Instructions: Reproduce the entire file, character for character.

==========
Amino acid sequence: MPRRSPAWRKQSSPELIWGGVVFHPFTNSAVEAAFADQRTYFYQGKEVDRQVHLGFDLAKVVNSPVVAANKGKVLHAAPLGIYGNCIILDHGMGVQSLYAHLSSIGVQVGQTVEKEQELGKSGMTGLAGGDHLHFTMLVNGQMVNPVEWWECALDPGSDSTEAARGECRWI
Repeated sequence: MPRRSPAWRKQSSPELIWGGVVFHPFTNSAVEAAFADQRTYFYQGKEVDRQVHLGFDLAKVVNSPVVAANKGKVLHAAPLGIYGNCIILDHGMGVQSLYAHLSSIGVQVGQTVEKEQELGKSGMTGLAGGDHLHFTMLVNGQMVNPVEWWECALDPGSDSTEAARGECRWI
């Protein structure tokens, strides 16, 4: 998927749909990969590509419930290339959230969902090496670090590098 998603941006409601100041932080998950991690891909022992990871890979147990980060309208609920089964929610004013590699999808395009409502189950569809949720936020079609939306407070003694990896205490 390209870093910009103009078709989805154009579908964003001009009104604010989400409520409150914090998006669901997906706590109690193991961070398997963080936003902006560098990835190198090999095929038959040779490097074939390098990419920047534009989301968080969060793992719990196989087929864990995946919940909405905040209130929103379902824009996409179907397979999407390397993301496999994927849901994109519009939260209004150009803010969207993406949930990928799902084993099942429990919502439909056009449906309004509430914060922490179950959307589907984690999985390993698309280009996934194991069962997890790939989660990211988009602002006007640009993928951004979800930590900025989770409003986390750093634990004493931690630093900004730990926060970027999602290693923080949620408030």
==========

Amino acid sequence: MPRRSPAWRKQSSPELIWGGVVFHPFTNSAVEAAFADQRTYFYQGKEVDRQVHLGFDLAKVVNSPVVAANKGKVLHAAPLGIYGNCIILDHGMGVQSLYAHLSSIGVQVGQTVEKEQELGKSGMTGLAGGDHLHFTMLVNGQMVNPVEWWECALDPGSDSTEAARGECRWI
Repeated sequence: MPRRSPAWRKQSSPELIWGGVVFHPFTNSAVEAAFADQRTYFYQGKEVDRQVHLGFDLAKVVNSPVVAANKGKVLHAAPLGIYGNCIILDHGMGVQSLYAHLSSIGVQVGQTVEKEQELGKSGMTGLAGGDHLHFTMLVNGQMVNPVEWWECALDPGSDSTEAARGECRWI
């Protein structure tokens, strides 16, 4: 998927749909990969590509419930290339959230969902090496670090590098 998603941006409601100041932080998950991690891909022992990871890979147990980060309208609920089964929610004013590699999808395009409502189950569809949720936020079609939306407070003694990896205490 390209870093910009103009078709989805154009579908964003001009009104604010989400409520409150914090998006669901997906706590109690193991961070398997963080936003902006560098990835190198090999095929038959040779490097074939390098990419920047534009989301968080969060793992719990196989087929864990995946919940909405905040209130929103379902824009996409179907397979999407390397993301496999994927849901994109519009939260209004150009803010969207993406949930990928799902084993099942429990919502439909056009449906309004509430914060922490179950959307589907984690999985390993698309280009996934194991069962997890790939989660990211988009602002006007640009993928951004979800930590900025989770409003986390750093634990004493931690630093900004730990926060970027999602290693923080949620408030």